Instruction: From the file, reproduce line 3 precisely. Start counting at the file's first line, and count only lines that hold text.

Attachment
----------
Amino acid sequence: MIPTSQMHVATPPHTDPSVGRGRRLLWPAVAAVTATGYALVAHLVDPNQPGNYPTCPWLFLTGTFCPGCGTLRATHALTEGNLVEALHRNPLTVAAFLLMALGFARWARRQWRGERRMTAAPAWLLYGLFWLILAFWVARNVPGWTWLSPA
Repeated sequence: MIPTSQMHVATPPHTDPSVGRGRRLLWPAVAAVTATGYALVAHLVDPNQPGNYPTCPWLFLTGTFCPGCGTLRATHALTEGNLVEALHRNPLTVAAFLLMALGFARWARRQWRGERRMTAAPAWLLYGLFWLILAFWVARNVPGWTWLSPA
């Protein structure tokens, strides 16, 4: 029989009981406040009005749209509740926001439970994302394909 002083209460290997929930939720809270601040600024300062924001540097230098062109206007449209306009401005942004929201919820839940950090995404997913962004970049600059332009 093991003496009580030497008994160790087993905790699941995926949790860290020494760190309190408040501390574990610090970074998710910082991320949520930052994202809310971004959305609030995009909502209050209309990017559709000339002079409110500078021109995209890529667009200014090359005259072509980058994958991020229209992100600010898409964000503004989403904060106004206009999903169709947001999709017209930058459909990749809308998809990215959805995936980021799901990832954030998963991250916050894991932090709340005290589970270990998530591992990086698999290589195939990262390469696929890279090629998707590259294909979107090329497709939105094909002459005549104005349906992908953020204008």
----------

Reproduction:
């Protein structure tokens, strides 16, 4: 029989009981406040009005749209509740926001439970994302394909 002083209460290997929930939720809270601040600024300062924001540097230098062109206007449209306009401005942004929201919820839940950090995404997913962004970049600059332009 093991003496009580030497008994160790087993905790699941995926949790860290020494760190309190408040501390574990610090970074998710910082991320949520930052994202809310971004959305609030995009909502209050209309990017559709000339002079409110500078021109995209890529667009200014090359005259072509980058994958991020229209992100600010898409964000503004989403904060106004206009999903169709947001999709017209930058459909990749809308998809990215959805995936980021799901990832954030998963991250916050894991932090709340005290589970270990998530591992990086698999290589195939990262390469696929890279090629998707590259294909979107090329497709939105094909002459005549104005349906992908953020204008």